Telling Our Stories

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I think I am starting to get back into a “normal” routine. Moving seems to somehow always shake up a perfectly comfortable routine. And as I think about it, I just realized I have hardly done any writing in the last couple weeks. In fact, I haven’t written one word of my novel in the last two and half weeks; it feels like months though.

Recently I’ve been thinking about my personal story. There is an important need for us to tell our own stories. Now my story is not nearly as exciting and unique as many others. It is not the kind of story, either, that is destined for the best seller lists. It is far from that. And yet I cannot shake this feeling, this idea, that for each of us, me included, telling our own personal stories is very important.

There are two reasons why I think we should all tell our own stories. The first is for the benefit of others, especially those willing to listen. We can learn a lot from other people. The struggles we face are not unique to us, but are shared struggles with all of mankind. Sharing my struggles and how I overcome them, my questions and the answers I find, my trials and how God helps me through them, can encourage others, help them in their own difficulties. I heard Albert Tate[1], say that because sins pass on from generation to generation, the sins I struggle with my ancestors struggled with and so will my kids (if I ever get married and have any). So for that reason I need to tell my story to them so they can be better equipped to overcome those sins.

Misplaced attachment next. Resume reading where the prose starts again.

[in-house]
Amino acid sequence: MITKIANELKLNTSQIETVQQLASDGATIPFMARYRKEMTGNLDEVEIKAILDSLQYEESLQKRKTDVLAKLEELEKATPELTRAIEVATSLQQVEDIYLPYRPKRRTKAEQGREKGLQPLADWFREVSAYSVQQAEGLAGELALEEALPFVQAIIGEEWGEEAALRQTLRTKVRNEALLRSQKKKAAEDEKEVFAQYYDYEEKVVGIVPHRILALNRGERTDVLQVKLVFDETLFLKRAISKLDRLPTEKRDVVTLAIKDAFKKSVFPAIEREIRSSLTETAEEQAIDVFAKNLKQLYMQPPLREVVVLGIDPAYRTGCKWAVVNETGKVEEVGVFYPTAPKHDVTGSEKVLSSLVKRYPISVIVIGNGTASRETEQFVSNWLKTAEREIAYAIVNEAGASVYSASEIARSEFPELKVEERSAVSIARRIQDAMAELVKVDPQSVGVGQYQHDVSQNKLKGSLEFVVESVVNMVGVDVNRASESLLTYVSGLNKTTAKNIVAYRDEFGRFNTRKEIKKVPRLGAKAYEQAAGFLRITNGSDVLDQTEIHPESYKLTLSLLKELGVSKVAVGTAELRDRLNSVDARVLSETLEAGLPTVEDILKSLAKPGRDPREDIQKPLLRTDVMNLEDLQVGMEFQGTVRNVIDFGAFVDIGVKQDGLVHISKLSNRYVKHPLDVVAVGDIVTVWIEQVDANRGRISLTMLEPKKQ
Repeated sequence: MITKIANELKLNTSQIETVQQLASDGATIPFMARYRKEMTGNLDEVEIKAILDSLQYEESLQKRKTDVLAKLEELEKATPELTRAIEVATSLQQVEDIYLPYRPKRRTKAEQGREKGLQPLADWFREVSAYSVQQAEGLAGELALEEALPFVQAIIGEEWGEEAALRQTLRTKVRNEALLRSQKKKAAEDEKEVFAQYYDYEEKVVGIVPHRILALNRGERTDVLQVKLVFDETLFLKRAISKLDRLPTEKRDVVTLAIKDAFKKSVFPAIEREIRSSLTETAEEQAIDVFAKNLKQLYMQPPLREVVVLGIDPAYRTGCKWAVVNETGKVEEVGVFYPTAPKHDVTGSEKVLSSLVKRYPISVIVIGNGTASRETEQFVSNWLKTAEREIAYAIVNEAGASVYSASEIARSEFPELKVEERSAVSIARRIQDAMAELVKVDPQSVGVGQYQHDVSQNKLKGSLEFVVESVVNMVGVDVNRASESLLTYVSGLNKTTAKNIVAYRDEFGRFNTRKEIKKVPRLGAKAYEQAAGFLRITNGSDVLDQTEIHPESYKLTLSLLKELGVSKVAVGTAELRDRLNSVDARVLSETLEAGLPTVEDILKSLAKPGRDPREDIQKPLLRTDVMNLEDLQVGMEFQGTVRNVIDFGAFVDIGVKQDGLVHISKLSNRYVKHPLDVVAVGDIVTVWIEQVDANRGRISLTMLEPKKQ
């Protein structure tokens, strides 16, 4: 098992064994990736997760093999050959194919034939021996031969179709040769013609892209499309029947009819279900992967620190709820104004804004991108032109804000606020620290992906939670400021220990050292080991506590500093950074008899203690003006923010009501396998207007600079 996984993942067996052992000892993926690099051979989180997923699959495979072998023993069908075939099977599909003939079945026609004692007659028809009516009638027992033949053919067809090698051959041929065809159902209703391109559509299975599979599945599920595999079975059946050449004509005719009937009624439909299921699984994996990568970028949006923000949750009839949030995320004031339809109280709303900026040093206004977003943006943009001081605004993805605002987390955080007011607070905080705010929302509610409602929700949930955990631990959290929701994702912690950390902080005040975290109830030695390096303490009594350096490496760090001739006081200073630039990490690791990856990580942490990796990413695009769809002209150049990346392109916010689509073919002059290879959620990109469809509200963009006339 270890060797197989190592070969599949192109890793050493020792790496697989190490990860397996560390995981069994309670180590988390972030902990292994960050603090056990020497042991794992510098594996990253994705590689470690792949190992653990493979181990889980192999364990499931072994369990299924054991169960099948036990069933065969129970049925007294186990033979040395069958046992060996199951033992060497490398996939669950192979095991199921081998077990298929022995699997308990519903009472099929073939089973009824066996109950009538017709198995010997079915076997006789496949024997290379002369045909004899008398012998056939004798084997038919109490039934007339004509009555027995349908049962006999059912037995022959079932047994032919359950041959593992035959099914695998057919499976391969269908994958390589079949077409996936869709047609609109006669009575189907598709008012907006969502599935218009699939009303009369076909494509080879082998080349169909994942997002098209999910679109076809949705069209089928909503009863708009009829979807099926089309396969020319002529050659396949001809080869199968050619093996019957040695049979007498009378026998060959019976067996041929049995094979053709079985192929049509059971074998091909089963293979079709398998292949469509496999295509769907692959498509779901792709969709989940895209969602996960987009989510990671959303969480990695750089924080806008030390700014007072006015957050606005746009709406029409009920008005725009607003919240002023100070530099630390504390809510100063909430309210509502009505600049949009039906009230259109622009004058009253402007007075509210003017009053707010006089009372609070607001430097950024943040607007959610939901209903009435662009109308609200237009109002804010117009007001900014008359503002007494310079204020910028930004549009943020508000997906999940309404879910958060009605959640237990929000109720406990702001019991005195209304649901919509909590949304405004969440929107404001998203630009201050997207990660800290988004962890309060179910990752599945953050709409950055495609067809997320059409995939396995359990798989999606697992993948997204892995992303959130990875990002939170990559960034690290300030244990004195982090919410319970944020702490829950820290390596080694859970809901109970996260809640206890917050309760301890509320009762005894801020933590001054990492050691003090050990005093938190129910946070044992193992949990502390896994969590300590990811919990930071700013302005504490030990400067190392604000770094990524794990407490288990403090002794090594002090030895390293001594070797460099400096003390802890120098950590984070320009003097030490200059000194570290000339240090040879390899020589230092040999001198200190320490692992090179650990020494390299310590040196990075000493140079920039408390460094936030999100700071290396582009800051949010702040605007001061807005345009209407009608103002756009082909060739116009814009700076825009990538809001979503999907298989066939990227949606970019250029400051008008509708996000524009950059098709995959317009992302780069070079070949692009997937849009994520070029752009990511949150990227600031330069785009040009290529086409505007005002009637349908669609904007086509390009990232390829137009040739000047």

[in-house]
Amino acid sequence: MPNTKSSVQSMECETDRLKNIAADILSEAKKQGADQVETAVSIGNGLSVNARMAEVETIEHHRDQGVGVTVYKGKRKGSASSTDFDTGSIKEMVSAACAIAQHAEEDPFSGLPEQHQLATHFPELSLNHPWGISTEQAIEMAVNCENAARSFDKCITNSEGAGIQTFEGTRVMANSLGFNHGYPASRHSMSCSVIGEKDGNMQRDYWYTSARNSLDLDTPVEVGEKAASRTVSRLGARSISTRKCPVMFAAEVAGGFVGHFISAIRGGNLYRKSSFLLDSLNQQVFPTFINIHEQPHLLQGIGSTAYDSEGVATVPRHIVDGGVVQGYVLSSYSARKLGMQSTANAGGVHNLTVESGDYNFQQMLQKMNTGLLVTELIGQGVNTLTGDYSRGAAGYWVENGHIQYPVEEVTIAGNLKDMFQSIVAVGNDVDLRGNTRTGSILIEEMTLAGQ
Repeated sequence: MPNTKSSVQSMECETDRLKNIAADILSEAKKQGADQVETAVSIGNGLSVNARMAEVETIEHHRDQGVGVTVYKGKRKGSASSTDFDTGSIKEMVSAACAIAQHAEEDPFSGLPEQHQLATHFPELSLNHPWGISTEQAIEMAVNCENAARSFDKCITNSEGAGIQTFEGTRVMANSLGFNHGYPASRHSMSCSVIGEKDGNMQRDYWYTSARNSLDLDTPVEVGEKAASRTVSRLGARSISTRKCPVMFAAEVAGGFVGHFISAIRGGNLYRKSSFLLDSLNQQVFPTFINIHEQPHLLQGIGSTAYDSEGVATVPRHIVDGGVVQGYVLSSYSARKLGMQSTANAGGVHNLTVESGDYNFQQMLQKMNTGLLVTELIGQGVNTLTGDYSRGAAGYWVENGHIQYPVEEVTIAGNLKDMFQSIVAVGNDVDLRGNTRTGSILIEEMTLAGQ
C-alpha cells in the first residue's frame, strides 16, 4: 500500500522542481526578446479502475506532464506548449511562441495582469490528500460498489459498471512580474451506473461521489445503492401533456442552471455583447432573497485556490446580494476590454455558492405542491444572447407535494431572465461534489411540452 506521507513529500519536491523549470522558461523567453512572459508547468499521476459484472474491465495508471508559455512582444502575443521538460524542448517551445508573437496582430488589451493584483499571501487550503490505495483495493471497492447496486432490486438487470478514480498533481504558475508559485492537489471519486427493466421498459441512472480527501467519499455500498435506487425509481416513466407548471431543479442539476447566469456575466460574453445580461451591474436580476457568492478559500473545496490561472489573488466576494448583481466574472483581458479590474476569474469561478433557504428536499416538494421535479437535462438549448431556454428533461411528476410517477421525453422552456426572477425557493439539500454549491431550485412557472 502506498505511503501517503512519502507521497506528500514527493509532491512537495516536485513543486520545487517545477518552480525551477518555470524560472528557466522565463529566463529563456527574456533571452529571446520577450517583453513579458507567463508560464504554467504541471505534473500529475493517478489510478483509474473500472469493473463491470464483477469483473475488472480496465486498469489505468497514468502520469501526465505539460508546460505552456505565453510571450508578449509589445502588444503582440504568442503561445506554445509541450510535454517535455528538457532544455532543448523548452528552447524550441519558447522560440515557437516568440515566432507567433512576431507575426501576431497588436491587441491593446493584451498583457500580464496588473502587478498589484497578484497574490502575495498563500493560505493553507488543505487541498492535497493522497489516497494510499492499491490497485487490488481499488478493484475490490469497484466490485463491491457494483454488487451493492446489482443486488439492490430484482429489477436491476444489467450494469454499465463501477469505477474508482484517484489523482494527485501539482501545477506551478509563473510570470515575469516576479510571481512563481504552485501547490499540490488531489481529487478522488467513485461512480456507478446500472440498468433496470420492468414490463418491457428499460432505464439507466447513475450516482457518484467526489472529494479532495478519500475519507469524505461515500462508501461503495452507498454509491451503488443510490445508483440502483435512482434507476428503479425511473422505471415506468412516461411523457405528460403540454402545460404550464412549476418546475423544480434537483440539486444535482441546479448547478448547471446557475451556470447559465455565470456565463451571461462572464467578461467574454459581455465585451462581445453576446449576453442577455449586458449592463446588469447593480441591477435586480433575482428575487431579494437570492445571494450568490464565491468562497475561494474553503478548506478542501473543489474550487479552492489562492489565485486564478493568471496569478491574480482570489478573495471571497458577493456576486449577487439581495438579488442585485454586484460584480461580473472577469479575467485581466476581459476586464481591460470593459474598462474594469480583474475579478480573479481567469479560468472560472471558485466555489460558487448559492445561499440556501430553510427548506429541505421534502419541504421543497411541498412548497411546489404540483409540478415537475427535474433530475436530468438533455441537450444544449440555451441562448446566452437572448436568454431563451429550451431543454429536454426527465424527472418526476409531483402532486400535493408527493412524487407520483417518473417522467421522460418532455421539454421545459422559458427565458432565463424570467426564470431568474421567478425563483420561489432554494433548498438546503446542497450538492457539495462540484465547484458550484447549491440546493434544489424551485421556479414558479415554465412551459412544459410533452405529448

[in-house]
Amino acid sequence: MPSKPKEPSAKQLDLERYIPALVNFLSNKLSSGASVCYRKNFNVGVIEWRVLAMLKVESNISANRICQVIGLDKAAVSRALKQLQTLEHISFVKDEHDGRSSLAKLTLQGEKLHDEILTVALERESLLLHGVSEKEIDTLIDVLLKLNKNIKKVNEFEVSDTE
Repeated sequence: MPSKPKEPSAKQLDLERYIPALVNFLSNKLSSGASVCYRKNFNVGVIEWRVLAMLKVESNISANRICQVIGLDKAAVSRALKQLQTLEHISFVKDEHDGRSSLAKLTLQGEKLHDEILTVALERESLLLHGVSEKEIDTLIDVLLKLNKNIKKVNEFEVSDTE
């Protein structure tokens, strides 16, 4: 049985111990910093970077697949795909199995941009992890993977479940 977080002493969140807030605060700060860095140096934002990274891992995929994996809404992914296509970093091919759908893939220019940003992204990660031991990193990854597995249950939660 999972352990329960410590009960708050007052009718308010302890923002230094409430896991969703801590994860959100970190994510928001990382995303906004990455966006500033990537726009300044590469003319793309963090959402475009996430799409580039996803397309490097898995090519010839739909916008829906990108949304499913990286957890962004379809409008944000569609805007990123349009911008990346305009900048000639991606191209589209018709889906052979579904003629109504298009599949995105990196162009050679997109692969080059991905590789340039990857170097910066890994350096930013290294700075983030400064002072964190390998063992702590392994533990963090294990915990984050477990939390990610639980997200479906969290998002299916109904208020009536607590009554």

The second reason why we need to tell our stories is so that we can know our story, the themes and lessons that can be traced through our lives. And the reason we need to know our story is because knowing it will help us make decisions in our life, specifically the large, important decisions. Dan Allender, president of Mars Hill Graduate School, makes this point clear in his book, “To Be Told.[2]” (You can find out more about the book here).

Do you, then, know your story? As I begin to think about mine and examine it more closely, I encourage you to do the same.


[1] Albert Tate is Pastor of Intergenerational Ministries at Lake Avenue Church in Pasadena, Ca.

[2] I can only recommend the book from a seminar I heard him give on this subject.

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